# Discrete Mathematics Seminar

## Spring 2018 - In Lytle 203, unless otherwise noted

Friday, April 27 at 3pm - Professor John Botzum, KU

"The Phi-bonacci Sequence"

Sometimes innocent questions from students can stir long-forgotten memories and stimulate mathematical investigation.

Last year I took over my wife’s Discrete Mathematics course for a week. I spent much of the first class working out elementary induction proofs and introducing recurrence relations. At the end of the class one of the students asked if there was a recurrence relation for the nth term of the Fibonacci sequence. I was in a hurry to teach a class 45 minutes away so I foolishly replied that I did not think there was. On the drive to my other job I recalled Binet’s formula which prompted me to dig up notes on this subject that I had long since forgotten. This paper will discuss my discovery and re-discovery of the beautiful interplay between Binet’s recurrence relation, the Golden Mean, and the Fibonacci Sequence as well as discuss whether Binet was the first to discover the formula.

Friday, April 20 at 3pm - Dr. Brian Kronenthal, KU

"Algebraically Defined Graphs in Two and Three Dimensions"

In this talk, we will discuss algebraically defined bipartite graphs. Indeed, let F denote a field, and consider the bipartite graph whose partite sets P and L are copies of F3 such that (p1, p2, p3) ∈ P and [f1, f2, f3] ∈ L are adjacent if and only if p2 + f2 = p1f1 and p3 + f3 = p1f2. This graph has girth eight, and of particular interest is whether it is possible to alter these equations by replacing p1f1 and p1f2 with other bivariate polynomials to create a nonisomorphic girth eight graph. In addition to discussing some results related to this question, as well as a two-dimensional analogue, we will also explain the connection between algebraically defined graphs and incidence geometry, which partially motivates this line of inquiry.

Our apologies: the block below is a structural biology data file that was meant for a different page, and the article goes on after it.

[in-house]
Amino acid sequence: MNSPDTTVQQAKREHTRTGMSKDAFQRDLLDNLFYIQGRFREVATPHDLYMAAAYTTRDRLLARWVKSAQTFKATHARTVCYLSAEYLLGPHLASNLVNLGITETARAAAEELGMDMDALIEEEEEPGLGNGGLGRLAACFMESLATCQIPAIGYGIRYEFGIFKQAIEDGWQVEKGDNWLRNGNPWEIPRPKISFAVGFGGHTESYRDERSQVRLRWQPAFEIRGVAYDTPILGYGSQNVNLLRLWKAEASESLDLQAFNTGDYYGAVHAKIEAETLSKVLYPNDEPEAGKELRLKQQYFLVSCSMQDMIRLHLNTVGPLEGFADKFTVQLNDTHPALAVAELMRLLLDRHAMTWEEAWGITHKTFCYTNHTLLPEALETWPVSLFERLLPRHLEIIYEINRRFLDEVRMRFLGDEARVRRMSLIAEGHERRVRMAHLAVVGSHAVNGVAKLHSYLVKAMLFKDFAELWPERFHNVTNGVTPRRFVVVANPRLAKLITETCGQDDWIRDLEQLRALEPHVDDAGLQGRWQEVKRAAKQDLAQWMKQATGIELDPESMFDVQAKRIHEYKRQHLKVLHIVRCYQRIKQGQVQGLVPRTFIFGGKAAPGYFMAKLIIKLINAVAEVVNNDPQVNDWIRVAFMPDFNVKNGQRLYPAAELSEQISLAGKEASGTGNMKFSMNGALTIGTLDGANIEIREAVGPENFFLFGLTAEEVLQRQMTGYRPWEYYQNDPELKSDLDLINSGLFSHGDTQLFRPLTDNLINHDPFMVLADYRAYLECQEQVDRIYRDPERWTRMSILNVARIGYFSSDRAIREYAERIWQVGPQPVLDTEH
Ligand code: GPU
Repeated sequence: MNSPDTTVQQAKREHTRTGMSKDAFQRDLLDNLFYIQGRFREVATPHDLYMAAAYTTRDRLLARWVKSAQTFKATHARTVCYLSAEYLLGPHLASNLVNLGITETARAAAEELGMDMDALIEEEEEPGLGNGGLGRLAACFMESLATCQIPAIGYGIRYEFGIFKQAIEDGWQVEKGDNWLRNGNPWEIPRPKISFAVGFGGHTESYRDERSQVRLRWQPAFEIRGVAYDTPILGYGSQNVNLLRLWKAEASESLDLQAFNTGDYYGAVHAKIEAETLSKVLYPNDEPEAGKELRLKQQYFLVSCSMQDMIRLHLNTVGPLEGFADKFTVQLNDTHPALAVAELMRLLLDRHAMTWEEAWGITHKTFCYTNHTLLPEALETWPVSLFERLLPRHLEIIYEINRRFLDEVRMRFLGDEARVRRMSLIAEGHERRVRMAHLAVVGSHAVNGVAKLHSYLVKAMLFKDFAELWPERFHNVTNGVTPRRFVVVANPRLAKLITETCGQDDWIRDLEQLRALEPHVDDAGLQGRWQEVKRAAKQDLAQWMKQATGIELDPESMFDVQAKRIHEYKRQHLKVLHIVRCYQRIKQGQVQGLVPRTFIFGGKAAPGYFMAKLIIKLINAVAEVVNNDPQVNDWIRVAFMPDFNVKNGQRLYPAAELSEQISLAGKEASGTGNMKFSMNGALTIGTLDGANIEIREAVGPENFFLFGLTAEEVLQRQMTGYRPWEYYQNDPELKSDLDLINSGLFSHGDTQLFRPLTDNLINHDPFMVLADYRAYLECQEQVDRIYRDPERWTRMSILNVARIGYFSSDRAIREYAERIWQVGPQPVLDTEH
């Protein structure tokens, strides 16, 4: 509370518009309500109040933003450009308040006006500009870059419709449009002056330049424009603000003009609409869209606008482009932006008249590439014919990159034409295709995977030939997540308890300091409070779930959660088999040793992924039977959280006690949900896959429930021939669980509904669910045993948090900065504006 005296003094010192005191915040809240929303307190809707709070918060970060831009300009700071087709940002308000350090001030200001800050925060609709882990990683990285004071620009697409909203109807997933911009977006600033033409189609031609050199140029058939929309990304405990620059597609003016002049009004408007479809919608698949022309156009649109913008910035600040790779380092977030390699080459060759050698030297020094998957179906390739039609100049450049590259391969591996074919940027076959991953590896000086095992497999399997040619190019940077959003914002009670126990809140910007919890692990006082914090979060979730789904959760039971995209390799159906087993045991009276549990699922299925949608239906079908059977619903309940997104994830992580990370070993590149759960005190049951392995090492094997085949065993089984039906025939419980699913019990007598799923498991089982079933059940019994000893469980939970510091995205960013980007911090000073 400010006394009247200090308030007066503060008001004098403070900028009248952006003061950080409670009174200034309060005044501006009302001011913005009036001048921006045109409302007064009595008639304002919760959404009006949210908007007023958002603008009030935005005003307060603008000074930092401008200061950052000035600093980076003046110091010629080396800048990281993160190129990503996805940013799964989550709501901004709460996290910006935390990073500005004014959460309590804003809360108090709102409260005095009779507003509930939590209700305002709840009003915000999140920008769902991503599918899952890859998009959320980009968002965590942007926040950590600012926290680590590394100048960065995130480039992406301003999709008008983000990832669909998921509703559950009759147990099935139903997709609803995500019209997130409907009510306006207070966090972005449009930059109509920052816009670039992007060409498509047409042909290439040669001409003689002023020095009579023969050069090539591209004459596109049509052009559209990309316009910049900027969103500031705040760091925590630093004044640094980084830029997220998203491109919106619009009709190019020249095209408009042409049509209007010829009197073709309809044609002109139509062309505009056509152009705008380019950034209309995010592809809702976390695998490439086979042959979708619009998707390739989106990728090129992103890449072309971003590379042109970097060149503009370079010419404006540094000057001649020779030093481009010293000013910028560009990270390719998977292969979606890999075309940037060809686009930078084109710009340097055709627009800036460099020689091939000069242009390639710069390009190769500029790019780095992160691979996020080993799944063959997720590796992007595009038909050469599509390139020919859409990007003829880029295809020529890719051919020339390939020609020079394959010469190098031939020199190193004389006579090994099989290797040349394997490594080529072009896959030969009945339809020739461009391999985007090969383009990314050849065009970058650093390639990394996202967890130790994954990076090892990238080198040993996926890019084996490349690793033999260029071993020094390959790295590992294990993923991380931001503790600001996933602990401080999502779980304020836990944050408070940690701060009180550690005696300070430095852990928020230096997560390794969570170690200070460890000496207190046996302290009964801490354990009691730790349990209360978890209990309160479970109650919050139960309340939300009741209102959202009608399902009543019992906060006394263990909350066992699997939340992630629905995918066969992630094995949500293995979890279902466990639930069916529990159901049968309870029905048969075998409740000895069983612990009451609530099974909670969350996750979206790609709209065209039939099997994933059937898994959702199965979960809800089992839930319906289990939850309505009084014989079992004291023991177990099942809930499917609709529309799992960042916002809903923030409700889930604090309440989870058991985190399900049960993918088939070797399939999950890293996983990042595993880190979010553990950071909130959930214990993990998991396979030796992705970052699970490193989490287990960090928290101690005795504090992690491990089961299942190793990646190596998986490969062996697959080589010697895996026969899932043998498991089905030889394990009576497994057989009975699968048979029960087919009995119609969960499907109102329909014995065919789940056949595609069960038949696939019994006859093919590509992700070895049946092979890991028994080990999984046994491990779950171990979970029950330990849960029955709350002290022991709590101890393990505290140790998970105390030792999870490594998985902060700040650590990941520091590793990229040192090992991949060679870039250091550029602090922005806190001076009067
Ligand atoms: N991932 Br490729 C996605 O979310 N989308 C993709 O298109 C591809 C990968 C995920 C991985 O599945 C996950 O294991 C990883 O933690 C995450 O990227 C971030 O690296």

Friday, March 23 at 3pm - Dr. Jian Cheng, University of Delaware

"Signed Graphs: Flows and Embeddings"

A signed graph $(G,\sigma)$ is a graph $G$ together with a sign $\sigma: E(G)\to\{\pm1\}$. An edge is positive if it is assigned with $1$ and otherwise it is negative. In 1983, Bouchet generalized the concept of integer flows to signed graphs and conjectured that every flow-admissible signed graph admits a nowhere-zero $6$-flow. Let $G$ be a graph embedded on a nonorientable surface $\Sigma$. Denote by $\sigma_{\Sigma}$ an induced sign of $G$ from its embedding on $\Sigma$, where an edge is negative if and only if it passes through a crosscap. It is well known that every graph embedded on the projective plane or Klein bottle is $6$-colorable. By the coloring-flow duality, every such graph satisfies Bouchet's $6$-flow conjecture. In this talk, more results and open problems regarding flows on embedded graphs will be presented and investigated.